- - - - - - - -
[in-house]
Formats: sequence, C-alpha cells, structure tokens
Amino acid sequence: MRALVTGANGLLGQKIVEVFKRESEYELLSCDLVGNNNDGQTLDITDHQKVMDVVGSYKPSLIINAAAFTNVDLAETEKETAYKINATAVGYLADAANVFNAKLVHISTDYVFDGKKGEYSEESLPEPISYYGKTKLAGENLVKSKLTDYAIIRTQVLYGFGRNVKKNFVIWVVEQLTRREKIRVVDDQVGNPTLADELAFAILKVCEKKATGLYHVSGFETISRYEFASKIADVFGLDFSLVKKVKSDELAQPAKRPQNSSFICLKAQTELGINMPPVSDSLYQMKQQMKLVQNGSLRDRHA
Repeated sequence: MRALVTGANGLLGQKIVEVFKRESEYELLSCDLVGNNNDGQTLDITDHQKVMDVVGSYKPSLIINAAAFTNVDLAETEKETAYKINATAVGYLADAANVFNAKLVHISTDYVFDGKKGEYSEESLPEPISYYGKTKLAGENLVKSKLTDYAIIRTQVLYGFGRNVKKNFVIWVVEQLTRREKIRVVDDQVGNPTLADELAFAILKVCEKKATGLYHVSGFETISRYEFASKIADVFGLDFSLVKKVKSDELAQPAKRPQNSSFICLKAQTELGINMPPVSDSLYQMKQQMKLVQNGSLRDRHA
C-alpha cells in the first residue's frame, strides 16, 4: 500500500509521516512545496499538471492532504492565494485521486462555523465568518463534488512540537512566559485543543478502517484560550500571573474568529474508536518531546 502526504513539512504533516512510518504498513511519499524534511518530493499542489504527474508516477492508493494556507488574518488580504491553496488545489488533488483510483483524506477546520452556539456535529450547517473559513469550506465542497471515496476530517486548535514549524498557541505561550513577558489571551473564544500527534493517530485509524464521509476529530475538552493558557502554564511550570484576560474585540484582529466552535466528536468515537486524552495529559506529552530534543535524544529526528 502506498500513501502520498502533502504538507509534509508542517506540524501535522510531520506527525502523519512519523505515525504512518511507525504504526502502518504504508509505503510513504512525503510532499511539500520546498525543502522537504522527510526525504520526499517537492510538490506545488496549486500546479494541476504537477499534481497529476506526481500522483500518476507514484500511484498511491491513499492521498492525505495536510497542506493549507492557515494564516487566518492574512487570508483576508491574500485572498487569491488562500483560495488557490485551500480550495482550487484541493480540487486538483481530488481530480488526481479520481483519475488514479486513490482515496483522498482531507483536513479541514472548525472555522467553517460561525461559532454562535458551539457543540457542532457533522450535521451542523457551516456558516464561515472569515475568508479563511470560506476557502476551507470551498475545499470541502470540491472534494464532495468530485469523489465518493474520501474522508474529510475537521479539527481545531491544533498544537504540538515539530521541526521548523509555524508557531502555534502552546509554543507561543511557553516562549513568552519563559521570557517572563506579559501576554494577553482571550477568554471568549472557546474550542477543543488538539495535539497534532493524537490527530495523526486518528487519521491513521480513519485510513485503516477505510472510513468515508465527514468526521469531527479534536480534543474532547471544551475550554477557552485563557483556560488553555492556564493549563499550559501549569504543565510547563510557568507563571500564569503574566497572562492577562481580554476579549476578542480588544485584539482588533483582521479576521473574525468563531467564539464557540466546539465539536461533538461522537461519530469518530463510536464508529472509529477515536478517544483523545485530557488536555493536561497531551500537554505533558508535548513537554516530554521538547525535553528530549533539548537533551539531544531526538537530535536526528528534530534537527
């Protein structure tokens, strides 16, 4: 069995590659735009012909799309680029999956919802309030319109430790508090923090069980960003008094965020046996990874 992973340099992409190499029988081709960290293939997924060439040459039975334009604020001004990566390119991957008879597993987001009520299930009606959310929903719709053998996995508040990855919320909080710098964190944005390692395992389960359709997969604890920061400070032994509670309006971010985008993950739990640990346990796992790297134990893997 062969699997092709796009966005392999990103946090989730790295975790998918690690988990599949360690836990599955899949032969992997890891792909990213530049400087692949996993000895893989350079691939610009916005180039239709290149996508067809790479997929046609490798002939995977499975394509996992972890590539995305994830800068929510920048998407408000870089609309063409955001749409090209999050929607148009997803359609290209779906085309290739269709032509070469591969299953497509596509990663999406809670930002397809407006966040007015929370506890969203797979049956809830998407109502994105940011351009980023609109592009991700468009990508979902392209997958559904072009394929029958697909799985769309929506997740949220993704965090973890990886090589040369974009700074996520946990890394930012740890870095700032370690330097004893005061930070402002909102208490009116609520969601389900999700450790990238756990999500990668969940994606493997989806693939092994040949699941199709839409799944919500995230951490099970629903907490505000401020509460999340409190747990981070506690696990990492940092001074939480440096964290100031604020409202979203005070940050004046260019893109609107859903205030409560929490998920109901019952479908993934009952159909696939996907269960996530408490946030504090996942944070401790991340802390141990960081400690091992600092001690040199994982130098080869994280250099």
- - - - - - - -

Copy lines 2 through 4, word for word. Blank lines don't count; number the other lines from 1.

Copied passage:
Formats: sequence, C-alpha cells, structure tokens
Amino acid sequence: MRALVTGANGLLGQKIVEVFKRESEYELLSCDLVGNNNDGQTLDITDHQKVMDVVGSYKPSLIINAAAFTNVDLAETEKETAYKINATAVGYLADAANVFNAKLVHISTDYVFDGKKGEYSEESLPEPISYYGKTKLAGENLVKSKLTDYAIIRTQVLYGFGRNVKKNFVIWVVEQLTRREKIRVVDDQVGNPTLADELAFAILKVCEKKATGLYHVSGFETISRYEFASKIADVFGLDFSLVKKVKSDELAQPAKRPQNSSFICLKAQTELGINMPPVSDSLYQMKQQMKLVQNGSLRDRHA
Repeated sequence: MRALVTGANGLLGQKIVEVFKRESEYELLSCDLVGNNNDGQTLDITDHQKVMDVVGSYKPSLIINAAAFTNVDLAETEKETAYKINATAVGYLADAANVFNAKLVHISTDYVFDGKKGEYSEESLPEPISYYGKTKLAGENLVKSKLTDYAIIRTQVLYGFGRNVKKNFVIWVVEQLTRREKIRVVDDQVGNPTLADELAFAILKVCEKKATGLYHVSGFETISRYEFASKIADVFGLDFSLVKKVKSDELAQPAKRPQNSSFICLKAQTELGINMPPVSDSLYQMKQQMKLVQNGSLRDRHA